Regulators are moving toward higher temporal resolution for certain pollutants, including benzene at oil refinery boundaries under US EPA Method 325 on a two-week time-weighted average.
But does this degree of time resolution really help the petrochemical industry to address pollution issues? After all what use is it finding out that significant amounts of benzene have been released two weeks after the event.
The reality is that chemically significant events are dynamic and the ability to understand them through comprehensive, time-resolved analysis better equips the petrochemical industry with data that enables the root cause to be addressed. Traditional methods (involving time-averaged site sampling and laboratory analysis) are ill-equipped to address these issues.
With Selected Ion Flow Tube Mass Spectrometry (SIFT-MS) you can readily address the problem and solve it through comprehensive, real-time air analysis. SIFT-MS is also extremely sensitive and robust to humidity – no preconcentration or drying is required for detection at part-per-trillion-by-volume (pptv) concentrations.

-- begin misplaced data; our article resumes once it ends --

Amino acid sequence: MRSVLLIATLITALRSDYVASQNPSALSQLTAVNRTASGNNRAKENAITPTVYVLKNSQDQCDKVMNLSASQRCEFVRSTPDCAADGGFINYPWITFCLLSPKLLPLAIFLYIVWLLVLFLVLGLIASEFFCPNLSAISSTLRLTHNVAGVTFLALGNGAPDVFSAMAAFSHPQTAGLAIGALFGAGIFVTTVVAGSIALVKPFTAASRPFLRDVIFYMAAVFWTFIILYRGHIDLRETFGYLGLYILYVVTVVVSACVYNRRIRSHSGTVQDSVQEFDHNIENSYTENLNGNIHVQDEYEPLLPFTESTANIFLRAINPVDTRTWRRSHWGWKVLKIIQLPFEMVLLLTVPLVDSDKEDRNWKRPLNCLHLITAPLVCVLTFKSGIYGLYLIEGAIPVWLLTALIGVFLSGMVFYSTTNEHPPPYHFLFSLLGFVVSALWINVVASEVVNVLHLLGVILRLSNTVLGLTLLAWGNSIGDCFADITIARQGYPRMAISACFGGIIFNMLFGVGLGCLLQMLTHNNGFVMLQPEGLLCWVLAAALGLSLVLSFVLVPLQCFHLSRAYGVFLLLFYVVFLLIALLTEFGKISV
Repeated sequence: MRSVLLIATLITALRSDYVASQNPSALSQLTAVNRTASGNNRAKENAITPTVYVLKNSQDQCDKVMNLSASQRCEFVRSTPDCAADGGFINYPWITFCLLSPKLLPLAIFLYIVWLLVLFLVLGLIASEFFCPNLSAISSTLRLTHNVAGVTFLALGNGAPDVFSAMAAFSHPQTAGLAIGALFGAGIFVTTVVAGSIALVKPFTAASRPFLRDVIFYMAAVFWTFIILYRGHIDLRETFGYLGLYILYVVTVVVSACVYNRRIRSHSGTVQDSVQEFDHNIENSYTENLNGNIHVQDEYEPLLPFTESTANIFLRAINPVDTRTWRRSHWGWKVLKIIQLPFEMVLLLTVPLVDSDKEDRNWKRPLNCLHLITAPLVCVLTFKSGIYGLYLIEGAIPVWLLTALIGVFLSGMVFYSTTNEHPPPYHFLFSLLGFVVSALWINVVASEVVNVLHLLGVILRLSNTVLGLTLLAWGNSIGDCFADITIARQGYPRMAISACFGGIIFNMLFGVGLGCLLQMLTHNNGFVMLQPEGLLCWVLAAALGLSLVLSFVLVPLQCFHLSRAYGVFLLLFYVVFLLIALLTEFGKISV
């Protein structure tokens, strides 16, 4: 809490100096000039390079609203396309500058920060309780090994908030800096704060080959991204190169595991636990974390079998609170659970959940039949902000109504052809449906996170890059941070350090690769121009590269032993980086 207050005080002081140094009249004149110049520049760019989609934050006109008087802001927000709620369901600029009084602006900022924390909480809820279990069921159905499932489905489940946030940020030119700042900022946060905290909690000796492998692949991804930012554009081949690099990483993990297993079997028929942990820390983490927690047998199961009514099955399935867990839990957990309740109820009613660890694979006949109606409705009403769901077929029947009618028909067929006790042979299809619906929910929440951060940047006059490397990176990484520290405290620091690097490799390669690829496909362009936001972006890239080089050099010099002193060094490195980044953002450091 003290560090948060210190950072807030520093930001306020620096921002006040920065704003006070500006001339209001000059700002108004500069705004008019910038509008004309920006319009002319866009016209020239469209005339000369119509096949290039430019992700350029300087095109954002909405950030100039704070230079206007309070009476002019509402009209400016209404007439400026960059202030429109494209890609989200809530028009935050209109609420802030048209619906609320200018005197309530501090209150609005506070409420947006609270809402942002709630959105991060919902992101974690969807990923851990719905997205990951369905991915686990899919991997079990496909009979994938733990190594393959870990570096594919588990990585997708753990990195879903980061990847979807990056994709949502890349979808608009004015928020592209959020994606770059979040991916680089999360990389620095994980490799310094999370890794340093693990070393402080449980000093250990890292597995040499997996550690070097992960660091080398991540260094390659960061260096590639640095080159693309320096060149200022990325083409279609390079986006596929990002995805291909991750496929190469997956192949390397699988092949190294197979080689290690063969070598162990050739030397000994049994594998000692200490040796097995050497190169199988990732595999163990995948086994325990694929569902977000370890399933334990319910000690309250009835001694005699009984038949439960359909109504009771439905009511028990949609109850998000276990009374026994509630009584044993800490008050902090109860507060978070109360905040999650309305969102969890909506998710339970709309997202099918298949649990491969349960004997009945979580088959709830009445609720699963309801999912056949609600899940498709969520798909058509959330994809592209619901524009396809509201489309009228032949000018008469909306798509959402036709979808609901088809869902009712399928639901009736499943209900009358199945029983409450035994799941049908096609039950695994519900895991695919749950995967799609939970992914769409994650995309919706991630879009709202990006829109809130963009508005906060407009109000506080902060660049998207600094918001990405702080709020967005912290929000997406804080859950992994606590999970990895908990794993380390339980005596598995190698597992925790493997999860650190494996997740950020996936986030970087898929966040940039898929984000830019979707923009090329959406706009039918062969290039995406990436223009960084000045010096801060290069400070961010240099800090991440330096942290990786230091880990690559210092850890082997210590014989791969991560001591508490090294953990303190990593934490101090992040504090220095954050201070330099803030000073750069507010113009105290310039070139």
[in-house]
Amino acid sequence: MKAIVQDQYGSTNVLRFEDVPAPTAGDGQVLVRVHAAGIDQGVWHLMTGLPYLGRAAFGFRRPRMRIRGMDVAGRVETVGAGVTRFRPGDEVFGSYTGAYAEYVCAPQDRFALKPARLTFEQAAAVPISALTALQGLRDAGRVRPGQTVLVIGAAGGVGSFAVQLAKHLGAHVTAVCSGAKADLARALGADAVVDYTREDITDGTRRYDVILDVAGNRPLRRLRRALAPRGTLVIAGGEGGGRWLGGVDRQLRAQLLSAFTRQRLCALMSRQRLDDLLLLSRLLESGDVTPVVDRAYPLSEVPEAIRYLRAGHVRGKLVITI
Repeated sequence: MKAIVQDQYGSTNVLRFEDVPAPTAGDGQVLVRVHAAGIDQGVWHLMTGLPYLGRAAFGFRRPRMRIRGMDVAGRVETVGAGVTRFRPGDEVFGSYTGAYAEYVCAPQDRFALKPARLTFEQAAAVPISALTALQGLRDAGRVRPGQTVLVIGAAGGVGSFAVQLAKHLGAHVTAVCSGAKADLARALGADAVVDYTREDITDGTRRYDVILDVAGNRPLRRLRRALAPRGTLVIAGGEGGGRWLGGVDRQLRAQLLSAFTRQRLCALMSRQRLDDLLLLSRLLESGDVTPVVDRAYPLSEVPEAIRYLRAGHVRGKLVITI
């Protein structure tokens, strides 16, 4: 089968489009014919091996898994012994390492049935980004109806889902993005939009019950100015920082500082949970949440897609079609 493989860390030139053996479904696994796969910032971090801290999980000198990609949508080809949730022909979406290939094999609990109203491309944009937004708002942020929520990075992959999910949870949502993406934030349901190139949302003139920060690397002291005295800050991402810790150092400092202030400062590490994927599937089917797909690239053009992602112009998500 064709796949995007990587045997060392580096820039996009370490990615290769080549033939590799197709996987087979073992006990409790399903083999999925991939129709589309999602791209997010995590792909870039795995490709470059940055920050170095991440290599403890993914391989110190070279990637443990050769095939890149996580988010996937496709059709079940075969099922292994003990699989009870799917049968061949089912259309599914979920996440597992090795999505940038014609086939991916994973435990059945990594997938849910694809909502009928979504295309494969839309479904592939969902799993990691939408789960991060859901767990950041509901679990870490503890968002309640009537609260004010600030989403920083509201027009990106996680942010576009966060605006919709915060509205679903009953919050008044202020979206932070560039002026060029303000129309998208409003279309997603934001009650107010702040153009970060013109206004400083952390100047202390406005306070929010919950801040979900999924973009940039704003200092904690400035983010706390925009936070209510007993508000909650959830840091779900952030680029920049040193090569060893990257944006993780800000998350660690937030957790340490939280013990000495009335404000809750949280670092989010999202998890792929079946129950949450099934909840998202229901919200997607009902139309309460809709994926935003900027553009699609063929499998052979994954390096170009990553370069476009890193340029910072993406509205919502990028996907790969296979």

The data below show the results of fenceline monitoring at the boundary of a petroleum production station in New Zealand (NZ). The Syft Technologies Voice200ultra SIFT-MS instrument was stationed at the site boundary, approximately 50 meters (160 feet) east of a storage tank that was suspected of emitting benzene. By using SIFT-MS, benzene, toluene, and ethylbenzene plus the xylenes (BTEX) were monitored every minute at detection limits better than 0.5 ppbv with multiple analyzing ions per target compound.
Fenceline monitoring for BTEX using SIFT-MS.
When the wind had a westerly component, BTEX was observed at significant concentrations due to the storage tank regularly releasing pressure. When the wind shifted to the easterly direction, concentrations drop rapidly to baseline levels. Continuous SIFT-MS measurement of these species with high time resolution enabled the production facility to identify issues and undertake engineering changes to reduce the emissions.
Posted by Mark Jones, Business Analyst at Syft Technologies